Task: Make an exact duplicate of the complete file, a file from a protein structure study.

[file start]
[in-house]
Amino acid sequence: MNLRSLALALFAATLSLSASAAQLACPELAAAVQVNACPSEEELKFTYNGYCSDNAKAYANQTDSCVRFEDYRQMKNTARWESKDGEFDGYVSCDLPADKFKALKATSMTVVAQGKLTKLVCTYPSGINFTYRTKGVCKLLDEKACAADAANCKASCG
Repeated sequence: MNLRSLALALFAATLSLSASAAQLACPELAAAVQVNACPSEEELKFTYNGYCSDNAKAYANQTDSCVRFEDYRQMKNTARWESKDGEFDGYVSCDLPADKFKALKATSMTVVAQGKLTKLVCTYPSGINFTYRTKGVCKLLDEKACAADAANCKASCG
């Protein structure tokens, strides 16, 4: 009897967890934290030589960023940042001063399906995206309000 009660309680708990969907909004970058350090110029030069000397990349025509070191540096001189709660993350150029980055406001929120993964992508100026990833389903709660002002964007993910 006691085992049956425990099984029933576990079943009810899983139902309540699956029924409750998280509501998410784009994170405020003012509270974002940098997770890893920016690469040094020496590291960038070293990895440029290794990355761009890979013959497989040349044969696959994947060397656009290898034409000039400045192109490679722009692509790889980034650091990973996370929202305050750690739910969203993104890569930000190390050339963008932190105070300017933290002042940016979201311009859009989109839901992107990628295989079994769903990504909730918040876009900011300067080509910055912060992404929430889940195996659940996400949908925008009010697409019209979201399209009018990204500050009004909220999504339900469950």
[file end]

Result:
[in-house]
Amino acid sequence: MNLRSLALALFAATLSLSASAAQLACPELAAAVQVNACPSEEELKFTYNGYCSDNAKAYANQTDSCVRFEDYRQMKNTARWESKDGEFDGYVSCDLPADKFKALKATSMTVVAQGKLTKLVCTYPSGINFTYRTKGVCKLLDEKACAADAANCKASCG
Repeated sequence: MNLRSLALALFAATLSLSASAAQLACPELAAAVQVNACPSEEELKFTYNGYCSDNAKAYANQTDSCVRFEDYRQMKNTARWESKDGEFDGYVSCDLPADKFKALKATSMTVVAQGKLTKLVCTYPSGINFTYRTKGVCKLLDEKACAADAANCKASCG
């Protein structure tokens, strides 16, 4: 009897967890934290030589960023940042001063399906995206309000 009660309680708990969907909004970058350090110029030069000397990349025509070191540096001189709660993350150029980055406001929120993964992508100026990833389903709660002002964007993910 006691085992049956425990099984029933576990079943009810899983139902309540699956029924409750998280509501998410784009994170405020003012509270974002940098997770890893920016690469040094020496590291960038070293990895440029290794990355761009890979013959497989040349044969696959994947060397656009290898034409000039400045192109490679722009692509790889980034650091990973996370929202305050750690739910969203993104890569930000190390050339963008932190105070300017933290002042940016979201311009859009989109839901992107990628295989079994769903990504909730918040876009900011300067080509910055912060992404929430889940195996659940996400949908925008009010697409019209979201399209009018990204500050009004909220999504339900469950």